For the 1927 Nankin Jiken, see Nanking Incident. Flag of the Republic of China. The massacre occurred over a period of six weeks starting on December 13, 1937, the day that the Japanese captured Nanjing. Since most Japanese military records on the killings were kept secret or destroyed shortly folder relocation for parents of young children the surrender of Japan in 1945, historians have been unable to accurately estimate the death toll of the massacre.
The event remains a contentious political issue and a stumbling block in Sino-Japanese relations. This section does not cite any sources. In August 1937, the Japanese army invaded Shanghai where they met strong resistance and suffered heavy casualties. The battle was bloody as both sides faced attrition in urban hand-to-hand combat. By mid-November the Japanese had captured Shanghai with the help of naval bombardment. The General Staff Headquarters in Tokyo initially decided not to expand the war due to heavy casualties and low troop morale. After losing the Battle of Shanghai, Chiang Kai-shek knew that the fall of Nanjing was a matter of time.
He and his staff realized that they could not risk the annihilation of their elite troops in a symbolic but hopeless defense of the capital. To preserve the army for future battles, most of it was withdrawn. This section relies largely or entirely on a single source. Relevant discussion may be found on the talk page. In a press release to foreign reporters, Tang Shengzhi announced the city would not surrender and would fight to the death. Tang gathered about 100,000 soldiers, largely untrained, including Chinese troops who had participated in the Battle of Shanghai. In an attempt to secure permission for this cease-fire from Generalissimo Chiang Kai-shek, a German national by the name of John Rabe who was living in Nanjing and had been acting as the Chairman of the Nanjing International Safety Zone Committee, boarded the USS Panay on December 9.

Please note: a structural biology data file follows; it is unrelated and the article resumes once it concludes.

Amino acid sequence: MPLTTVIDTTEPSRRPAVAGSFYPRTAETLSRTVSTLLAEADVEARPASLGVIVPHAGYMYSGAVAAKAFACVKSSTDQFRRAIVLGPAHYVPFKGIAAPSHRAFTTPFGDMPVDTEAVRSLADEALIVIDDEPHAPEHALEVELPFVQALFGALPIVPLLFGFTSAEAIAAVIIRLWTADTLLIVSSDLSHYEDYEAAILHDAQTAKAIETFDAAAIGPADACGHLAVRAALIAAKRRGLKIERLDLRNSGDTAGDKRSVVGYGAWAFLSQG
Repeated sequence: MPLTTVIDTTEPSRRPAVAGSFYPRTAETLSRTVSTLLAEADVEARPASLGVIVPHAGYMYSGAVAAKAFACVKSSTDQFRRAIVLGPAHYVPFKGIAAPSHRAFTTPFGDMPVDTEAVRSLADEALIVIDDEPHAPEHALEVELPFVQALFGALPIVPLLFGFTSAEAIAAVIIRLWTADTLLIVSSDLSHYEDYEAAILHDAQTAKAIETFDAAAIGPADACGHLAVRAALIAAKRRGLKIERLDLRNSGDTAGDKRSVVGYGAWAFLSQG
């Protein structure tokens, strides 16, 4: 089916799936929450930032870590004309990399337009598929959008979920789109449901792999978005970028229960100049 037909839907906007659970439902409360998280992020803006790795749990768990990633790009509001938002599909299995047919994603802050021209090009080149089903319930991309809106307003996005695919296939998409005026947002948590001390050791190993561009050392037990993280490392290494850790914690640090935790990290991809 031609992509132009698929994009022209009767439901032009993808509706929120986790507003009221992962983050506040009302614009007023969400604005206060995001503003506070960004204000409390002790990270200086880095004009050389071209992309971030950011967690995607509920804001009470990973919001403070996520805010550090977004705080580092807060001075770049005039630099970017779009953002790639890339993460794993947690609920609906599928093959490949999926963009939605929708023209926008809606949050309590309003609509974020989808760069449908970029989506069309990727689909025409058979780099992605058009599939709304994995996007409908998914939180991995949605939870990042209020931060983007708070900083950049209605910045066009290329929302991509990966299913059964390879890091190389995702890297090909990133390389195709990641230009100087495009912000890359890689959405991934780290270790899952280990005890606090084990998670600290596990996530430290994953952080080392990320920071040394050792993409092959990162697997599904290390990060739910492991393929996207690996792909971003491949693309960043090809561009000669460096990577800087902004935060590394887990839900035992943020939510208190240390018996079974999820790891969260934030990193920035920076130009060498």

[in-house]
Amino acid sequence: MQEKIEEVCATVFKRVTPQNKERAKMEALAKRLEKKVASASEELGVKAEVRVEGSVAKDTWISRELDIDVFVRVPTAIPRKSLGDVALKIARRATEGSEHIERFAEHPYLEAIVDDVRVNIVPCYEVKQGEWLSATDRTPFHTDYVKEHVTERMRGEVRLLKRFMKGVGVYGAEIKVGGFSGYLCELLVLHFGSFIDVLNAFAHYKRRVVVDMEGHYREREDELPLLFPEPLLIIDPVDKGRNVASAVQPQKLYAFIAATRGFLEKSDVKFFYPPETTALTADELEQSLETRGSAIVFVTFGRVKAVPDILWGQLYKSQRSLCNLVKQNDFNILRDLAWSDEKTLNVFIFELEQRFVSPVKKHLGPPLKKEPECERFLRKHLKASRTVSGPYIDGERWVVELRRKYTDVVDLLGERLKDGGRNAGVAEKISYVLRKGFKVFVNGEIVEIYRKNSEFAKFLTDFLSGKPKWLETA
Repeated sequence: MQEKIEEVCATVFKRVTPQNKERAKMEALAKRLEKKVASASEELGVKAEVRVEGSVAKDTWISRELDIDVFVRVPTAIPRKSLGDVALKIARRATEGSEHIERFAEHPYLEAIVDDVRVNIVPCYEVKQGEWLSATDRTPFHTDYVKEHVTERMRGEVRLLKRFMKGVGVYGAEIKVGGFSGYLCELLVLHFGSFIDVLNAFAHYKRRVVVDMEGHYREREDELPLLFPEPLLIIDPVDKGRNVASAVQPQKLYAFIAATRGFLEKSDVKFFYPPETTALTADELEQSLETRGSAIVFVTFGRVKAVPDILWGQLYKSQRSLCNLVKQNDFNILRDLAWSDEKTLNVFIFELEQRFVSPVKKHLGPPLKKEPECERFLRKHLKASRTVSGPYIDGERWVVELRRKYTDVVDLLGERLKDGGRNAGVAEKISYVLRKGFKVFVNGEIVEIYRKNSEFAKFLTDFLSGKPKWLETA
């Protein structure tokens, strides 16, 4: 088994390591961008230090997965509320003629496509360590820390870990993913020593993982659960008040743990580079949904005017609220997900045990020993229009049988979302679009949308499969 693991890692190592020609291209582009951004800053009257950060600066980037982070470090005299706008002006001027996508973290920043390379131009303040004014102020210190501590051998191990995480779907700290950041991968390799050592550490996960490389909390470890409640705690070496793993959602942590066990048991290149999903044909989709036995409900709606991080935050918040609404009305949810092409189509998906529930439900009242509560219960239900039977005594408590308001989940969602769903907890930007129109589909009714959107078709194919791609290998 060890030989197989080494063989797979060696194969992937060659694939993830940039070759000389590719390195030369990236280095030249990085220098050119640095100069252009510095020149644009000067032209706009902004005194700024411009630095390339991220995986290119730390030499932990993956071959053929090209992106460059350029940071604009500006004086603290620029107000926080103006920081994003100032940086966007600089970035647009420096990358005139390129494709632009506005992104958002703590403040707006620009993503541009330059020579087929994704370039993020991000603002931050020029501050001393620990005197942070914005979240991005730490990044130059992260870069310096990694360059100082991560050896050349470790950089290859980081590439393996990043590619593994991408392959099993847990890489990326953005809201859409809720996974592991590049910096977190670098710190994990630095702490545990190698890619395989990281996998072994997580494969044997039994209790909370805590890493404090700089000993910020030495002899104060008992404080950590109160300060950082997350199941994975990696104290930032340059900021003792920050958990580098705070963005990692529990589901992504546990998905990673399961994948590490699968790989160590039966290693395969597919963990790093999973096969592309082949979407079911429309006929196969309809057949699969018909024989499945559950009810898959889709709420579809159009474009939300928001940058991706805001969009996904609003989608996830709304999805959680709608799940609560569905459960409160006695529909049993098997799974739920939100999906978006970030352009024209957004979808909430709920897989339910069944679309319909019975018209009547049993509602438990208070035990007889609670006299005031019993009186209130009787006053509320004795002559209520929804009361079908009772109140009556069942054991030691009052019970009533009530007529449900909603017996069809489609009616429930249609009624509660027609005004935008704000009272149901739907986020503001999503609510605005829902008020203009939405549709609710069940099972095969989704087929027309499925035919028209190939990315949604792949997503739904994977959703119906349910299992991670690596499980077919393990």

From this gunboat, Rabe sent two telegrams. The first was through an American ambassador in Hankow to Chiang, asking that Chinese forces “undertake no military operations” within Nanjing. The second telegram was sent through Shanghai to Japanese military leaders, advocating for a three-day cease-fire so the Chinese could withdraw from the city. The following day, on December 10, Rabe got his answer from the Generalissimo. The American ambassador in Hankow replied that although he supported Rabe’s proposal for a cease-fire, Chiang did not. This rejection of the Committee’s cease-fire plan, in Rabe’s mind, sealed the fate of the city. Nanjing had been constantly bombed for days and the Chinese troops that remained there were disheartened and had taken to drinking before the city’s inevitable fall.